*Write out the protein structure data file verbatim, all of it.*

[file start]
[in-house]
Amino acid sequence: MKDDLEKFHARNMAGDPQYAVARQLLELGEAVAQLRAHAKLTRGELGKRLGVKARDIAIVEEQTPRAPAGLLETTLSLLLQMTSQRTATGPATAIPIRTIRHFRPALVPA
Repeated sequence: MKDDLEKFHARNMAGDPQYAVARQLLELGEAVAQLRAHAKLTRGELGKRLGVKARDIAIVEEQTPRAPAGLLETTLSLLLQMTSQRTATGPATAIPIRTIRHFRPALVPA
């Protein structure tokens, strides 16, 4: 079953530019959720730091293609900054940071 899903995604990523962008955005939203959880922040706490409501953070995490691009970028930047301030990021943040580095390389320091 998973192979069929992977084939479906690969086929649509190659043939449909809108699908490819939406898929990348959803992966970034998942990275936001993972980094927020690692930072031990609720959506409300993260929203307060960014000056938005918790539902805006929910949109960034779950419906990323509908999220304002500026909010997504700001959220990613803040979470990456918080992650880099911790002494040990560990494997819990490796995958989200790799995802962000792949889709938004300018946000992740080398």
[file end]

[in-house]
Amino acid sequence: MKDDLEKFHARNMAGDPQYAVARQLLELGEAVAQLRAHAKLTRGELGKRLGVKARDIAIVEEQTPRAPAGLLETTLSLLLQMTSQRTATGPATAIPIRTIRHFRPALVPA
Repeated sequence: MKDDLEKFHARNMAGDPQYAVARQLLELGEAVAQLRAHAKLTRGELGKRLGVKARDIAIVEEQTPRAPAGLLETTLSLLLQMTSQRTATGPATAIPIRTIRHFRPALVPA
């Protein structure tokens, strides 16, 4: 079953530019959720730091293609900054940071 899903995604990523962008955005939203959880922040706490409501953070995490691009970028930047301030990021943040580095390389320091 998973192979069929992977084939479906690969086929649509190659043939449909809108699908490819939406898929990348959803992966970034998942990275936001993972980094927020690692930072031990609720959506409300993260929203307060960014000056938005918790539902805006929910949109960034779950419906990323509908999220304002500026909010997504700001959220990613803040979470990456918080992650880099911790002494040990560990494997819990490796995958989200790799995802962000792949889709938004300018946000992740080398």